Antibody responses to prostate-associated antigens in patients with prostatitis and prostate cancer
Article first published online: 14 JUL 2010
Copyright © 2010 Wiley-Liss, Inc.
Volume 71, Issue 2, pages 134–146, 1 February 2011
How to Cite
Maricque, B. B., Eickhoff, J. C. and McNeel, D. G. (2011), Antibody responses to prostate-associated antigens in patients with prostatitis and prostate cancer. Prostate, 71: 134–146. doi: 10.1002/pros.21229
- Issue published online: 22 DEC 2010
- Article first published online: 14 JUL 2010
- Manuscript Accepted: 10 JUN 2010
- Manuscript Received: 6 APR 2010
- NIH. Grant Number: K23 RR16489
- prostate cancer;
- high-throughput immunoblot
An important focus of tumor immunotherapy has been the identification of appropriate antigenic targets. Serum-based screening approaches have led to the discovery of hundreds of tumor-associated antigens recognized by IgG. Our efforts to identify immunologically recognized proteins in prostate cancer have yielded a multitude of antigens; however, prioritizing these antigens as targets for evaluation in immunotherapies has been challenging. In this report, we set out to determine whether the evaluation of multiple antigenic targets would allow the identification of a subset of antigens that are common immunologic targets in patients with prostate cancer.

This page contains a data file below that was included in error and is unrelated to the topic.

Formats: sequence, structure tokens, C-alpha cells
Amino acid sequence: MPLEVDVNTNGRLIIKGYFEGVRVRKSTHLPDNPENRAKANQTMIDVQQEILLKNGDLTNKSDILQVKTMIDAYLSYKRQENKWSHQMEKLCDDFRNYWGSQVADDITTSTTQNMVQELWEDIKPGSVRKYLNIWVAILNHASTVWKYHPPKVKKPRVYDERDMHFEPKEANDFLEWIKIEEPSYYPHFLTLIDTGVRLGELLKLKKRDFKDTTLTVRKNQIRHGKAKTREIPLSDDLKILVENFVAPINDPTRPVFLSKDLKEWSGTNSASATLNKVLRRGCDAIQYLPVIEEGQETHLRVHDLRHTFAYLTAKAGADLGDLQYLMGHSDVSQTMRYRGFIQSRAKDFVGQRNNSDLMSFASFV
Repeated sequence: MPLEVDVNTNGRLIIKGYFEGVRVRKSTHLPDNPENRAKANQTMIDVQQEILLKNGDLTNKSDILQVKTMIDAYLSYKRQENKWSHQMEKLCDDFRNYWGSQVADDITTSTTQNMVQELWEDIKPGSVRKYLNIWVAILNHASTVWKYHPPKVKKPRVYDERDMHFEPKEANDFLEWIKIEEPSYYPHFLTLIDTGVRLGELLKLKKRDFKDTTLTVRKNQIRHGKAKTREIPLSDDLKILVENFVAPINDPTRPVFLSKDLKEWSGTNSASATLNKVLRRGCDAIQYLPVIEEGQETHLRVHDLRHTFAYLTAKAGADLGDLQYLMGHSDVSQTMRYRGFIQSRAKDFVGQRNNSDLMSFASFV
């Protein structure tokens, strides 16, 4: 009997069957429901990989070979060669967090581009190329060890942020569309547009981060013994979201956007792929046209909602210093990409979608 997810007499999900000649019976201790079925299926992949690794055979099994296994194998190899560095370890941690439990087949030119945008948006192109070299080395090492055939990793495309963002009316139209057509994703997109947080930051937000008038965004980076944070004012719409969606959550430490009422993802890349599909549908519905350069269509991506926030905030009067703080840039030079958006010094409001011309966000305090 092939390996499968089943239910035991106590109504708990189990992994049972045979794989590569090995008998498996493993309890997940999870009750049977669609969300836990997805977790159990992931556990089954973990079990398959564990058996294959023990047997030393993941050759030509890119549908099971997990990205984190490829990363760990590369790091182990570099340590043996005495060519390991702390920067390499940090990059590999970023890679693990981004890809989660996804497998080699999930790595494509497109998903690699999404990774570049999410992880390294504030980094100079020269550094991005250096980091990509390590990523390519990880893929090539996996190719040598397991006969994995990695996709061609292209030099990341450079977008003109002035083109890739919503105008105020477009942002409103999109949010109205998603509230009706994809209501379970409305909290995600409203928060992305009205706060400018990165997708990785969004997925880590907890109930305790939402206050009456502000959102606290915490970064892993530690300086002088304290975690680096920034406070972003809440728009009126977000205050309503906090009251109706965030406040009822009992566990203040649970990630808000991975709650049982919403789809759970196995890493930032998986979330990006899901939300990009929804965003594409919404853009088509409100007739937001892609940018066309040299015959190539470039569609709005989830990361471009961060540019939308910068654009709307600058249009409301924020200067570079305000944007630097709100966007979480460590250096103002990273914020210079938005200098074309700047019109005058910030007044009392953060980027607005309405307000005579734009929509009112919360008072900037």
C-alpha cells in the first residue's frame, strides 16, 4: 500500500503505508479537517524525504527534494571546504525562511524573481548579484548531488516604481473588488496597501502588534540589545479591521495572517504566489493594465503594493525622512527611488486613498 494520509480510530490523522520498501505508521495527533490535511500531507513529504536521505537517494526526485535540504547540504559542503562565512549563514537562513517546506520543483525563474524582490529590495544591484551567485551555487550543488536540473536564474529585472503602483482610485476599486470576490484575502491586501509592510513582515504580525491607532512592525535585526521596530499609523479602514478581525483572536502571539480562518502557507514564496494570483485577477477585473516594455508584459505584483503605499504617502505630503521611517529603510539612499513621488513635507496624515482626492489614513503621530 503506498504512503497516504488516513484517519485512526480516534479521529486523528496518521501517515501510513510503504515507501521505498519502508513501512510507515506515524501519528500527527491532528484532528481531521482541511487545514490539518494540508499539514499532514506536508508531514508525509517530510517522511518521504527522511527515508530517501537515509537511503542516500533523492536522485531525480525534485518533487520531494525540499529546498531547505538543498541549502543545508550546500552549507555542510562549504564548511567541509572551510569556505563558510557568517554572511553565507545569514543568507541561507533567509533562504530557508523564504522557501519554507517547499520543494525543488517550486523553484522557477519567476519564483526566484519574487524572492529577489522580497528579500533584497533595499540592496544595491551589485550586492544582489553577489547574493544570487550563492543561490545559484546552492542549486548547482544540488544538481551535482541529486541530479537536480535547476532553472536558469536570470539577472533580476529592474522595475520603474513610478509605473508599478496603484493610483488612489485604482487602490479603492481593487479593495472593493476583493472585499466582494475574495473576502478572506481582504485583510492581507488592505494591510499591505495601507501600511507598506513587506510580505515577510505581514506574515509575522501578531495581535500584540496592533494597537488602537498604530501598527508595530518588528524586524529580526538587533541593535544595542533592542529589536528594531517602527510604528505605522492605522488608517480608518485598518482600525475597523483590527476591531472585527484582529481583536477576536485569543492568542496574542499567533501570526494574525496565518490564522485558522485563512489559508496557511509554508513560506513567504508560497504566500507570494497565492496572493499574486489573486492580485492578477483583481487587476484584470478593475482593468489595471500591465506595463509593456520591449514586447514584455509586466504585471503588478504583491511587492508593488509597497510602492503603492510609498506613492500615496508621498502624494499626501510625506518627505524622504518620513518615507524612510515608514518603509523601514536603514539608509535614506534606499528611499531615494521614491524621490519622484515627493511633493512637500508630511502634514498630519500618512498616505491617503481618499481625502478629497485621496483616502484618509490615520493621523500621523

Using a phage immunoblot approach, we evaluated IgG responses in patients with prostate cancer (n = 126), patients with chronic prostatitis (n = 45), and men without prostate disease (n = 53).
We found that patients with prostate cancer or prostatitis have IgG specific for multiple common antigens. A subset of 23 proteins was identified to which IgG were detected in 38% of patients with prostate cancer and 33% patients with prostatitis versus 6% of controls (P < 0.001 and P = 0.003, respectively). Responses to multiple members were not higher in patients with advanced disease, suggesting antibody immune responses occur early in the natural history of cancer progression.
These findings suggest an association between inflammatory conditions of the prostate and prostate cancer, and suggest that IgG responses to a panel of commonly recognized prostate antigens could be potentially used in the identification of patients at risk for prostate cancer or as a tool to identify immune responses elicited to prostate tissue. Prostate 71: 134–146, 2011. © 2010 Wiley-Liss, Inc.